Effort but not Reward Sensitivity is Altered by Acute Sickness Induced by Experimental Endotoxemia in Humans.
Draper A., Koch RM., van der Meer JW., Aj Apps M., Pickkers P., Husain M., van der Schaaf ME.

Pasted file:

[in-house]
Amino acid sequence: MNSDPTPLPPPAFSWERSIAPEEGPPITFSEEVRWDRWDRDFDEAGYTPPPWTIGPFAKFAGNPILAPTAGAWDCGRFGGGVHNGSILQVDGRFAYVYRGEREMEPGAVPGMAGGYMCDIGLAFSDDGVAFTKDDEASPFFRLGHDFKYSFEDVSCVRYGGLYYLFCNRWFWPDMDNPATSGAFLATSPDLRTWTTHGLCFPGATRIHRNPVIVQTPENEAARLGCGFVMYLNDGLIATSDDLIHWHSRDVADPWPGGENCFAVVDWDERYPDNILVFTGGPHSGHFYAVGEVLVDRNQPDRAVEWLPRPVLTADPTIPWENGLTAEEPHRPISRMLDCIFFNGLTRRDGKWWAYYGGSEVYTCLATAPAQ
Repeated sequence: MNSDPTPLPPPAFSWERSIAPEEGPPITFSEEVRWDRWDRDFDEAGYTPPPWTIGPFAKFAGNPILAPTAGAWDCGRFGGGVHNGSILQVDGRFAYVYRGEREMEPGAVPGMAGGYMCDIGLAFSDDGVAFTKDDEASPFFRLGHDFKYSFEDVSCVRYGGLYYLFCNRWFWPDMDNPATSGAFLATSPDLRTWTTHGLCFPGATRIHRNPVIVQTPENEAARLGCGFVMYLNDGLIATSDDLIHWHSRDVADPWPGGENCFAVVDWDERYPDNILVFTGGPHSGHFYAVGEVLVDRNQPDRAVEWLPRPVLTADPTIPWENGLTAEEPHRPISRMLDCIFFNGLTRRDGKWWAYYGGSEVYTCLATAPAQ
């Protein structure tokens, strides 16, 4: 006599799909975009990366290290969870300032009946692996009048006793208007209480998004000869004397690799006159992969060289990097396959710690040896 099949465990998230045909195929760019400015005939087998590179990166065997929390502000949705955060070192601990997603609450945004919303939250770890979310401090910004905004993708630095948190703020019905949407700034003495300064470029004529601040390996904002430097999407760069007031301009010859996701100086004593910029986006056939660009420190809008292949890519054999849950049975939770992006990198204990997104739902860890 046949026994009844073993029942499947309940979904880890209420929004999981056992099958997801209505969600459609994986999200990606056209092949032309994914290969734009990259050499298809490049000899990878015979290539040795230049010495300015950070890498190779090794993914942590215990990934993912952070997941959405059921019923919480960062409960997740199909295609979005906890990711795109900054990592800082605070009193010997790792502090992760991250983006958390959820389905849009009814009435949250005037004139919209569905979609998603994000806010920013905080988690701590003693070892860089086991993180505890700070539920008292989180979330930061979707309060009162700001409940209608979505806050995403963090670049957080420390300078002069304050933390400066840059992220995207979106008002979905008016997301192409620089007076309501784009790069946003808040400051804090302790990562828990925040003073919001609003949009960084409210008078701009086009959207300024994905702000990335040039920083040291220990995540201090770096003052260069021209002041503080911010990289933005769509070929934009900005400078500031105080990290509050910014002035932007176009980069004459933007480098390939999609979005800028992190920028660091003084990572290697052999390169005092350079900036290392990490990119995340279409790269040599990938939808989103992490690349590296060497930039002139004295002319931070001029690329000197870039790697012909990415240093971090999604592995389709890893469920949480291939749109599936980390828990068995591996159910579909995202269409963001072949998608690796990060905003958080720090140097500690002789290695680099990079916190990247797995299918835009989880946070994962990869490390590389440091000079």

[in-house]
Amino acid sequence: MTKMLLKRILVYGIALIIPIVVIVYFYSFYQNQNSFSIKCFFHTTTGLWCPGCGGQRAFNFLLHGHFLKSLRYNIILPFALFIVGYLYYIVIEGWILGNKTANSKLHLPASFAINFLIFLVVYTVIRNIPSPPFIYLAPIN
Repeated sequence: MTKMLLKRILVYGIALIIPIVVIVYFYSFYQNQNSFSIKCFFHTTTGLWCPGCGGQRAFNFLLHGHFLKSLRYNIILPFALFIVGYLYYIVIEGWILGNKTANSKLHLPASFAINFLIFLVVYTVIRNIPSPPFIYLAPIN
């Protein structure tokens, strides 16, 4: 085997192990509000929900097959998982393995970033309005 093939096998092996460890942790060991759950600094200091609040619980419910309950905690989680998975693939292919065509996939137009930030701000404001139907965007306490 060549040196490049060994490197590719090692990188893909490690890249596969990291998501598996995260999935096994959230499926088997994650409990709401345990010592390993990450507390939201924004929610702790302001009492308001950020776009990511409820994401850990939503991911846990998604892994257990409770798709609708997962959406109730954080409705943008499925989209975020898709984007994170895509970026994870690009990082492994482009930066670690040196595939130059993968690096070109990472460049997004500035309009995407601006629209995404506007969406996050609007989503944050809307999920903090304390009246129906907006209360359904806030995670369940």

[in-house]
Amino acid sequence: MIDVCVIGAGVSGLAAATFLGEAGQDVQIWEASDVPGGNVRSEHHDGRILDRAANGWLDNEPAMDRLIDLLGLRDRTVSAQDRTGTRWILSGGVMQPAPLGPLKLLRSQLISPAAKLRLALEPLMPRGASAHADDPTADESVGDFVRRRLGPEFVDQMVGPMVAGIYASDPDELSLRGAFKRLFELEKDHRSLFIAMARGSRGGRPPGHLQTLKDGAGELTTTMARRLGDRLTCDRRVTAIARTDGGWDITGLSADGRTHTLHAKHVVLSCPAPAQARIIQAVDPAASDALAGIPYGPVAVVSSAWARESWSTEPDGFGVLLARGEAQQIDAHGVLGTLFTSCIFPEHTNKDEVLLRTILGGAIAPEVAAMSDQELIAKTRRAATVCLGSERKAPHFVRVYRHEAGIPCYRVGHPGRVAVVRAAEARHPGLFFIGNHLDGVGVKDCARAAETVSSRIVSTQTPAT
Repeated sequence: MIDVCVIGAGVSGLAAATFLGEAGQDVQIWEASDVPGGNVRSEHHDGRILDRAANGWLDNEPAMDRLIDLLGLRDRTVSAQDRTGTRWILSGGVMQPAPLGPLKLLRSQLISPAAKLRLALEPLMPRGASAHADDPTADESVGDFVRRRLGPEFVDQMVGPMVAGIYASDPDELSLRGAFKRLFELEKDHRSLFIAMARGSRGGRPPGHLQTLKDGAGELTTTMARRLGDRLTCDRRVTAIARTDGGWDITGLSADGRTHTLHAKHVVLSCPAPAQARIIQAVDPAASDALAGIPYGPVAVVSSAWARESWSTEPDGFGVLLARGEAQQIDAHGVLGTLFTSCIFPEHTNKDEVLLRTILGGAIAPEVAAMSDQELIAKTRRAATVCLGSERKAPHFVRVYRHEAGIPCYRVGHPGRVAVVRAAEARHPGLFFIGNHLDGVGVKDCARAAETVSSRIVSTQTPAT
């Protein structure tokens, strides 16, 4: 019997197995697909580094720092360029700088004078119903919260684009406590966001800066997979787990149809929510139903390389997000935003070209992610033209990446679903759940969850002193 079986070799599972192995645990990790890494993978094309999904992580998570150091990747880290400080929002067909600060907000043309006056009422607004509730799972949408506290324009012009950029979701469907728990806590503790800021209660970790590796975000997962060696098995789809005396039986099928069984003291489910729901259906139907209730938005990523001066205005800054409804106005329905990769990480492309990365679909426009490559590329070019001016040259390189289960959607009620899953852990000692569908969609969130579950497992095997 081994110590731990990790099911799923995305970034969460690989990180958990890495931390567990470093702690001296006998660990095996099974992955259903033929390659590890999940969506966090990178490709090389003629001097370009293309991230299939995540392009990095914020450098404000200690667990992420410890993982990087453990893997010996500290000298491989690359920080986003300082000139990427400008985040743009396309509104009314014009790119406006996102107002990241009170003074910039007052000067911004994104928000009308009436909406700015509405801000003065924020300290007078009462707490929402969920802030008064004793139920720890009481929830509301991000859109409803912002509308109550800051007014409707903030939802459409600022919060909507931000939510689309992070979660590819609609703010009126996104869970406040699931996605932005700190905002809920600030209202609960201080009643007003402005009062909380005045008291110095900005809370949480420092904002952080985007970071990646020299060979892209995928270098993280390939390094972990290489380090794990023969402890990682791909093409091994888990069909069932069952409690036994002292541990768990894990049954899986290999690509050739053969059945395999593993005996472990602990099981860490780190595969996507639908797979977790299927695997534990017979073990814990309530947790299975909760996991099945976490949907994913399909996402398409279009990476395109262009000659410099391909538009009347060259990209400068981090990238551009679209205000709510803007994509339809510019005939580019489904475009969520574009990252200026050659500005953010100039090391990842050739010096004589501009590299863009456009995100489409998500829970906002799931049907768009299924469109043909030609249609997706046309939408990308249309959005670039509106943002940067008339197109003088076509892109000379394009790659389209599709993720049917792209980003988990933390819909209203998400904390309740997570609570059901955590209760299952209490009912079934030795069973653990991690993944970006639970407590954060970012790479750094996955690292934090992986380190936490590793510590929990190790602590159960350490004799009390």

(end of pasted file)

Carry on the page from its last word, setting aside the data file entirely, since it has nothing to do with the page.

Sickness behavior in humans is characterized by low mood and fatigue, which have been suggested to reflect changes in motivation involving reorganization of priorities. However, it is unclear which specific processes underlying motivation are altered. We tested whether bacterial endotoxin E. coli lipopolysaccharide (LPS) affected two dissociable constructs of motivational behavior, ie, effort and reward sensitivity. After familiarization with 5 effort levels, participants made a series of accept/reject decisions on whether the stake offered (1, 4, 8, 12, or 15 apples) was 'worth the effort' (10%, 27.5%, 45%, 62.5%, and 80% of maximal voluntary contraction in a hand-held dynamometer). Effort and reward levels were parametrically modulated to dissociate their influence on choice. Overall, 29 healthy young males were administered LPS (2 ng/kg; n=14) or placebo (0.9% saline; n=15). The effort-stake task, and self-reported depression and fatigue were assessed prior to LPS/placebo injection, 2 and 5 h post injection. Cytokines and sickness symptoms were assessed hourly till 8 h after LPS injection. LPS transiently increased interleukin-6 and tumor necrosis factor-α, sickness symptoms, body temperature and self-reported fatigue, and depression post injection relative to baseline and placebo. These changes were accompanied by LPS-induced decreases in acceptance rates of high-effort options, without significantly affecting reward sensitivity 2 h post injection, which were partially recovered 5 h post injection. We suggest that LPS-induced changes in motivation may be due to alterations to mesolimbic dopamine. Our behavioral paradigm could be used to further investigate effects of inflammation on motivational behavior in psychiatric and chronic illnesses.